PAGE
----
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doxware (extortionware)

Contributor(s): Ivy Wigmore

Doxware, also known as extortionware, is a software used for an exploit in which a hacker accesses the target's sensitive data and threatens to publish it if the victim does not meet his demands, which are typically for money. The term comes from doxing, hacker-speak that means accessing and publishing private information about an individual or an organization.

Doxware is a variation on ransomware, malware used to access the target's data and then make it impossible for the victim to access that data himself.    Ransomware has become less profitable as more organizations have realized the importance of backing up their data to prevent loss and meet compliance and data governance requirements.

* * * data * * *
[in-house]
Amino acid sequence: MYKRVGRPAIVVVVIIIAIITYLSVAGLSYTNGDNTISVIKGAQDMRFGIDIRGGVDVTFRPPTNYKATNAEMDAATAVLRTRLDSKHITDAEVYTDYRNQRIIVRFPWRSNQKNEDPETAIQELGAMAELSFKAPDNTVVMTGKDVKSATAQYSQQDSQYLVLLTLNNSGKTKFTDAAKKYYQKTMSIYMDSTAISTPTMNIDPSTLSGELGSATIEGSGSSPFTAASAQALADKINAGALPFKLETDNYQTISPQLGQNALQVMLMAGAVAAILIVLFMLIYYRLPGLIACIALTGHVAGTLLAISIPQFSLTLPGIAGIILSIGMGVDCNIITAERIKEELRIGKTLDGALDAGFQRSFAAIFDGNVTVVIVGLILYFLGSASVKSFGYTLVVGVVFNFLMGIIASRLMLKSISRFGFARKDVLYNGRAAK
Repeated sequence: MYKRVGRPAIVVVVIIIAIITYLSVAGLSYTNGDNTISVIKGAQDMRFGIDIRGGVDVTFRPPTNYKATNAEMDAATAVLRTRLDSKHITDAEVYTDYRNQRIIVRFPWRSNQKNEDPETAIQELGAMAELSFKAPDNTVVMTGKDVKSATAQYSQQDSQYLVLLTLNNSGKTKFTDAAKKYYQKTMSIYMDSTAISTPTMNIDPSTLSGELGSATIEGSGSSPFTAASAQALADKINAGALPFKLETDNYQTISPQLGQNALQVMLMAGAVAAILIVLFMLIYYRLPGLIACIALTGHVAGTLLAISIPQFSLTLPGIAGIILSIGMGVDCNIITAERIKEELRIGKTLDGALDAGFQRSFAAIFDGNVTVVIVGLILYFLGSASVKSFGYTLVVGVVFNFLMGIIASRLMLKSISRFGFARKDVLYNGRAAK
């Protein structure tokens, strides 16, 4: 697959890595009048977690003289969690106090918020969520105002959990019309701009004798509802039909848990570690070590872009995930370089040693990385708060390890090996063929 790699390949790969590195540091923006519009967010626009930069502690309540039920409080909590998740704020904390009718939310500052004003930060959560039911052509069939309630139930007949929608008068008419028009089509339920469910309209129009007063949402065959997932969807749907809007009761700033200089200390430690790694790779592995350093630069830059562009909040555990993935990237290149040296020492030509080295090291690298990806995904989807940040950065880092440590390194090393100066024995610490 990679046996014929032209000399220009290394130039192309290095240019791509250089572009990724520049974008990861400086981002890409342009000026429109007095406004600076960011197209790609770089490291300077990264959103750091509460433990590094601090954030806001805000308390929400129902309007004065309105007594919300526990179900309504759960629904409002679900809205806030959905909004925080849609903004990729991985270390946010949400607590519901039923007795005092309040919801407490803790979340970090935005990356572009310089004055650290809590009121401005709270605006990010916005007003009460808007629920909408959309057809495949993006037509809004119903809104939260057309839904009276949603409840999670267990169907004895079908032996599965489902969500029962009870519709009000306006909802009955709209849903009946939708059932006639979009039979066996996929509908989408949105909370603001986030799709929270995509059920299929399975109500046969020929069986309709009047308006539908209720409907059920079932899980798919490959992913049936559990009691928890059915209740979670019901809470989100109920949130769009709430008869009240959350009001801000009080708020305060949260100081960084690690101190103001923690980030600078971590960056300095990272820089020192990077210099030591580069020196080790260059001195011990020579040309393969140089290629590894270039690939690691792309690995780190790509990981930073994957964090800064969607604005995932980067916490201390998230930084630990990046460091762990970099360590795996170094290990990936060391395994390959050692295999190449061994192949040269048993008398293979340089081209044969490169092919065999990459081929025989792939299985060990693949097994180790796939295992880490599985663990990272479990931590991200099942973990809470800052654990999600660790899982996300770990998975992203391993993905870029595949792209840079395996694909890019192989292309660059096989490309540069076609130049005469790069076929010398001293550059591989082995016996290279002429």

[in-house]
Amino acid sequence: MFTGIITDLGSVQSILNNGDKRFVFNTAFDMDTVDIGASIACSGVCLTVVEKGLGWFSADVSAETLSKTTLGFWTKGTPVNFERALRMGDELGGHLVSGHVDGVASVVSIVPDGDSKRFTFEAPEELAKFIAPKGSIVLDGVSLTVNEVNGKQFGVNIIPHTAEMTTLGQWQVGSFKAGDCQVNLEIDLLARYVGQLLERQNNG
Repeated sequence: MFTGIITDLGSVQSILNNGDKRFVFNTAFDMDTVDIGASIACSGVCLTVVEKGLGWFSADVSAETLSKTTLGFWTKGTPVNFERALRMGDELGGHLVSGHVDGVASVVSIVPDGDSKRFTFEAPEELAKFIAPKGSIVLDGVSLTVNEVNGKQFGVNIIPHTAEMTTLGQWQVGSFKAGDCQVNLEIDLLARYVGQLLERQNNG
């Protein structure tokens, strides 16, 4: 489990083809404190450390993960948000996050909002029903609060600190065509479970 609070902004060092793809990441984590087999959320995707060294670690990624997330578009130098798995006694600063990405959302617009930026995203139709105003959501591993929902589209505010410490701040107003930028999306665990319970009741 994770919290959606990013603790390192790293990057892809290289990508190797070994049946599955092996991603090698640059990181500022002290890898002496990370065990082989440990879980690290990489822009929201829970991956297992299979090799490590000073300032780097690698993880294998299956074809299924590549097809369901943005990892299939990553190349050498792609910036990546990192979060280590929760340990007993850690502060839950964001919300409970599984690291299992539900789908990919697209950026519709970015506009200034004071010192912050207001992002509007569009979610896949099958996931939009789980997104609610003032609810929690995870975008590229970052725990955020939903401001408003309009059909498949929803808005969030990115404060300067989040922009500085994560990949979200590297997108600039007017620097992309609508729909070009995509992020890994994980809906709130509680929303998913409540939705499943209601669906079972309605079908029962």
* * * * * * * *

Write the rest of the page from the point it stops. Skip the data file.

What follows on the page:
Doxing usually involves researching a target, accessing the target’s data and publishing it. In contrast, doxware uses the ransomware technique of broad-scale phishing attacks. However, doxware attackers take a further step, exfiltrating the data and exploring it to find potential doxing targets. As with ransomware, the hacker typically encrypts the victim’s data and demands payment to relinquish the key, in addition to refraining from broadcasting the sensitive data.

Although the terms doxware and extortionware are used synonymously, a distinction can be made between the two. As in conventional ransom, ransomware takes a hostage (data, in the case of the malware), while extortionware threatens harm of some sort if demands are unmet. In the case of doxware, the type of harm is specified: Exposure of personal data.

This was last updated in January 2017

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